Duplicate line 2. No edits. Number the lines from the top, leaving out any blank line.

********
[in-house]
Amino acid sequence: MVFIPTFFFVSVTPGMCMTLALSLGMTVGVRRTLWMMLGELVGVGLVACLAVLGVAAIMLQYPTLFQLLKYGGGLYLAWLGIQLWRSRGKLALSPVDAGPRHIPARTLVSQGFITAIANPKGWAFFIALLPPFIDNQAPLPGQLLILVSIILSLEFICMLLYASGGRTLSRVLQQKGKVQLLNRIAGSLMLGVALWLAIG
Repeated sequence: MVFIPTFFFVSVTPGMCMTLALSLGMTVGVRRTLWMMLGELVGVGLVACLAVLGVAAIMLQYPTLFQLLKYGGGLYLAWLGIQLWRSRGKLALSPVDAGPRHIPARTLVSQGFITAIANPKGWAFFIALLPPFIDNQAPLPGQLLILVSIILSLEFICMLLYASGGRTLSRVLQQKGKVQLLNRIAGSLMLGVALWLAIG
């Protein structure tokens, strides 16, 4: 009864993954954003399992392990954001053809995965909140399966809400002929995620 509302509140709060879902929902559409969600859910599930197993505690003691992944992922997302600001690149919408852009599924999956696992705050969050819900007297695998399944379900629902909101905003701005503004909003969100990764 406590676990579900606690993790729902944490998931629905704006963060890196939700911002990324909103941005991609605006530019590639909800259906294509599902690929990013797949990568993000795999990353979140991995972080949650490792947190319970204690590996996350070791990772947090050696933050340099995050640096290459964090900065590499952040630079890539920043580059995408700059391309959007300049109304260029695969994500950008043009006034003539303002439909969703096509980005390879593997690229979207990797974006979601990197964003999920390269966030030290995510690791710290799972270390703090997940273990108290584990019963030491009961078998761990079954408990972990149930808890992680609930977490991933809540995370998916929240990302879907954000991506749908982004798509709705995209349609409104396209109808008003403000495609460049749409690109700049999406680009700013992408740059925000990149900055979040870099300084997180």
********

Amino acid sequence: MVFIPTFFFVSVTPGMCMTLALSLGMTVGVRRTLWMMLGELVGVGLVACLAVLGVAAIMLQYPTLFQLLKYGGGLYLAWLGIQLWRSRGKLALSPVDAGPRHIPARTLVSQGFITAIANPKGWAFFIALLPPFIDNQAPLPGQLLILVSIILSLEFICMLLYASGGRTLSRVLQQKGKVQLLNRIAGSLMLGVALWLAIG